Bombshell texts sent by a bikie’s ex-lover has revealed the pair may have broken up just a few months before he died suddenly at the age of 32, as his mother fights for her son’s remains.
Ricky Chapman, 32, died on April 20 after suffering a medical episode while working at Rio Tinto’s port in Cape Lambert, 1500km north of Perth.
Since his death, his long-term girlfriend Stacey Schoppe and his mother Suzy Britt have been locked in a legal battle over the right to his remains and his funeral.
Ms Britt’s lawyer cast doubt on the validity of Mr Chapman and Ms Schoppe’s relationship during a hearing at Western Australia’s Court of Appeal on Monday.
Barrister Stuart Shepherd said text messages sent from Ms Schoppe to a friend pointed to a gap in the couple’s relationship.
‘Me and Ricky are not together anymore,’ one text, sent in November 2021, read.
‘Ricky doesn’t want to work on himself, but he wants me to love him,’ another text, sent two weeks later, read.
Former Bandidos bikie enforcer Ricky Chapman (above) died on April 20 after suffering a medical episode while working at Rio Tinto’s port in Cape Lambert, 1500km north of Perth
Ms Schoppe (right) and Chapman (left) began dating in late 2019 and moved in together in January 2020 but his mother claims they had been broken up for five months when he died
The couple started dating in late 2019 before moving in together in January 2020.
They remained in each other’s lives until Chapman’s sudden death in April, 2022, the West Australian reports.
During a previous court hearing, Ms Schoppe stated in a sworn affidavit that she had been in a de-facto relationship with Chapman and he was ‘excited’ to be a father, before she lost their child in a miscarriage.
Ms Britt’s barrister said text messages sent from Ms Schoppe to a friend pointed to a gap in the couple’s relationship (pictured, a mock-up of the texts)
Chapman’s girlfriend Stacey Schoppe (above) initially started a GoFundMe campaign to pay for his funeral before Chapman’s mother, Suzanne Britt, filed to take custody of his remains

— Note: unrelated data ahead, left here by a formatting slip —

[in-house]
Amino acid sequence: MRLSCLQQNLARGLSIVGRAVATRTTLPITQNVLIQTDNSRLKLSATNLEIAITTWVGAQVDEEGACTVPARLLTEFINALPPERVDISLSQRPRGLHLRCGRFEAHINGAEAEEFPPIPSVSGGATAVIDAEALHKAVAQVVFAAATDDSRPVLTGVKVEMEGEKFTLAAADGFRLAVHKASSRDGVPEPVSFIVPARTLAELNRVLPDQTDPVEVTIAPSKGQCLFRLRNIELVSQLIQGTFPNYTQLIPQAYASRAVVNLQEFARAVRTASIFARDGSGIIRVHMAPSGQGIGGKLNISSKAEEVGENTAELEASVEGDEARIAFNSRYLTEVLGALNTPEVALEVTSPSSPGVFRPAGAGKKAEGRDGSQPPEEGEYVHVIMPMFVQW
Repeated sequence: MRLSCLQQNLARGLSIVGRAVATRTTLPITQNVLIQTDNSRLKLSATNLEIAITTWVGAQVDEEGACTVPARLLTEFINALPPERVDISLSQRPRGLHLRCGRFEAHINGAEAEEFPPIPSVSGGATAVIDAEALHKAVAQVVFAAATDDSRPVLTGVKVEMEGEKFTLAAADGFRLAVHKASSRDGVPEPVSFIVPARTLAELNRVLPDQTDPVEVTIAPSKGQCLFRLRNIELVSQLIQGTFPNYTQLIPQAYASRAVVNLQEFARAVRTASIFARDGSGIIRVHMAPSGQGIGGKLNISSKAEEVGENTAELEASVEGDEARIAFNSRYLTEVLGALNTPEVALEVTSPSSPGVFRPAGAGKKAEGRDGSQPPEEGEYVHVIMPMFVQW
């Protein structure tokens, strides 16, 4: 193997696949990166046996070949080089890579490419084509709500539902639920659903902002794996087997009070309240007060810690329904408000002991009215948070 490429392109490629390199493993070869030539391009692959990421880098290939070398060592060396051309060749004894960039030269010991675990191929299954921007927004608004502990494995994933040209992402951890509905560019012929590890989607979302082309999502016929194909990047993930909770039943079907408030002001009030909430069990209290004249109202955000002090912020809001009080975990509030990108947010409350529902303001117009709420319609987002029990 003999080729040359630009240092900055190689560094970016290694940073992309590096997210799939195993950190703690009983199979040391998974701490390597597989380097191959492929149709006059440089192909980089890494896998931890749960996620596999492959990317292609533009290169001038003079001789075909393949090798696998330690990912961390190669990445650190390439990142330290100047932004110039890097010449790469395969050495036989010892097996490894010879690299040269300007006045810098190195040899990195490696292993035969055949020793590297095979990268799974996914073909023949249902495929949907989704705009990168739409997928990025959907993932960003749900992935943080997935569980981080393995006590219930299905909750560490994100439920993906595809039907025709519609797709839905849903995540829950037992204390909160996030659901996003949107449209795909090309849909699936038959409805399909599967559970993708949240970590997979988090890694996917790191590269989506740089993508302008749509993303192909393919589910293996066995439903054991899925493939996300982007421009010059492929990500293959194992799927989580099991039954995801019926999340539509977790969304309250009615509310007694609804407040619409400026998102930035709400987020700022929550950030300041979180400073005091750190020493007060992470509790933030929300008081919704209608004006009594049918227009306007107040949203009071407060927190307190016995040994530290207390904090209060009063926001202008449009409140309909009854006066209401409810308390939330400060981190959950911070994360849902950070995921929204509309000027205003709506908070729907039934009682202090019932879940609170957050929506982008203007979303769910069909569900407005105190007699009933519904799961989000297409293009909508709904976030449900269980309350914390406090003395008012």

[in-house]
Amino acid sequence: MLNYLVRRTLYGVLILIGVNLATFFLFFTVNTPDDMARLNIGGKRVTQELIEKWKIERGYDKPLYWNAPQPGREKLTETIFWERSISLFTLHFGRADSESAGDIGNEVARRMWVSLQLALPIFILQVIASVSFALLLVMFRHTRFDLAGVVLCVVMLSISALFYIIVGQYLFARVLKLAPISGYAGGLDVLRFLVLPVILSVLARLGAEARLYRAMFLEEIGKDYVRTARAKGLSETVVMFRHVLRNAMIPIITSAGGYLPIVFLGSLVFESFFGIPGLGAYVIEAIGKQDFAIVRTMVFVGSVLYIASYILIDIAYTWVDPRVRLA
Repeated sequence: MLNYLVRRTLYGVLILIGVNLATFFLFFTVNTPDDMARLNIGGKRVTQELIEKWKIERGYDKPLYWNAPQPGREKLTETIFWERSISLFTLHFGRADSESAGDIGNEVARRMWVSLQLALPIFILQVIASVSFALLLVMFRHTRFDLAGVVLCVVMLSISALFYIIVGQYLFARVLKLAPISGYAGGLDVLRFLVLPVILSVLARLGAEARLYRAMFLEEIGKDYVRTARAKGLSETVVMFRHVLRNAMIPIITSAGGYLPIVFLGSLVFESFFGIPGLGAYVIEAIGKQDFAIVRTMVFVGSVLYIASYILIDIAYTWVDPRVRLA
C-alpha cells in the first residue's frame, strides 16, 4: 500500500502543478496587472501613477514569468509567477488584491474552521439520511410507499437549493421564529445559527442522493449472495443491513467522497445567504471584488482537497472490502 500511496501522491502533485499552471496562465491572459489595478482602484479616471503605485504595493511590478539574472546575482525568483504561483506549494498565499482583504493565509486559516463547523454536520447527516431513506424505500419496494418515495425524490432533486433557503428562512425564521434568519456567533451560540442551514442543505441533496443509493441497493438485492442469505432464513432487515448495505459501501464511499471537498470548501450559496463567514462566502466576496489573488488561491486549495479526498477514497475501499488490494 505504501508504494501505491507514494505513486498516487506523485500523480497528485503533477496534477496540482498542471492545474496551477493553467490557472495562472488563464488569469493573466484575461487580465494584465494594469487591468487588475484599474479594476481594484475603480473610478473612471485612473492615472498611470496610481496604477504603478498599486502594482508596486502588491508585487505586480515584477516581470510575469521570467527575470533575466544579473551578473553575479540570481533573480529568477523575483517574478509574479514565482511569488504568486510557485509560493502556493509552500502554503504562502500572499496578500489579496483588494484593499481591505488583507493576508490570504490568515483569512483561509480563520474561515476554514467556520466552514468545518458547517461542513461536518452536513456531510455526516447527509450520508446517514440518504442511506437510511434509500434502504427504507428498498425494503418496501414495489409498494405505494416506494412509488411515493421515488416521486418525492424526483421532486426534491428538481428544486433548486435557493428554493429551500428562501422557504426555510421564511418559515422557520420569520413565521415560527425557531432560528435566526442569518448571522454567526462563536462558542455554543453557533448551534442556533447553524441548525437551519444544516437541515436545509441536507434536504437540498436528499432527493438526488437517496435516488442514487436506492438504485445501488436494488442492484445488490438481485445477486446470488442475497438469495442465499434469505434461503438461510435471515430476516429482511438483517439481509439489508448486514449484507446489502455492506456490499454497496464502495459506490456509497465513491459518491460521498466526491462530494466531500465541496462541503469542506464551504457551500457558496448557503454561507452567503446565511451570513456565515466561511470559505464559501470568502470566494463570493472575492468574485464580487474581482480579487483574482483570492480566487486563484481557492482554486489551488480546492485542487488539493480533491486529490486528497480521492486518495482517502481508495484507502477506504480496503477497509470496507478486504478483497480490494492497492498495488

Mr Shepherd told the court the pregnancy or the fact they had lived together was not evidence the pair had been in a committed de-facto relationship.
The barrister said loved-up social media posts and financial support that Chapman had received from Ms Schoppe while he was in prison was also not proof of they were de-facto.
During a hearing last week, Ms Britt said the couple had broken up five months before her son died and claimed he was staying in a hotel without Ms Schoppe.
In an emotional statement, Ms Schoppe told the court Chapman had never moved out of her home and that their fights had only ever lasted a few days.
‘He had his whole in life in WA with me. We didn’t give up on each other,’ Ms Schoppe said, adding some of his personal items still remained in her home.
He noted the couple may have broken up between November and December of last year but that didn’t mean the relationship completely ended.
Ms Schoppe said it was Chapman’s wish that she arranged his funeral and she was granted custody of his remains by the Supreme Court last week before Ms Britt’s appeal
She said that she had already pre-paid for Chapman’s funeral and that she would be ‘more than happy’ to share his remains with his mother, who lives in South Australia.
In a previous hearing, Ms Schoppe told the court she would be honouring Chapman’s wish by arranging the service.
Last week, she was granted permission to organise the funeral, however Ms Britt lodged an appeal the following day to release Chapman’s body into her custody and give her the authority over the service.
On Monday, Ms Schoppe shared details of his epilepsy and said Chapman had suffered a head injury during a seizure while he was at work in November, 2021.
He had subsequent fits on the plane to his rigging job and at her home, she said.
Suzanne Britt (above) said there was no proof Ms Schoppe and Chapman were in a ‘marriage-like’ de-facto relationship and is seeking permission to organise Chapman’s funeral
Ms Schoppe told the court she believed it was another fit that had led to Chapman’s death at Rio Tinto’s Cape Lambert iron ore port in April.
His death came 16 months after he survived being hit by an assassin’s bullet that killed Rebels bikie boss Nick Martin.
Martin was at the Perth Motorplex, surrounded by his Rebels comrades, when he was hit and killed by a sniper in December 2020 with Chapman also grazed by the bullet in the chaos.
The Court of Appeal is expected to hand down its findings within the week.
Chapman (above) died while working at Rio Tinto’s port in Cape Lambert, 1500km north of Perth with his girlfriend telling the court he had experienced several seizures in the lead-up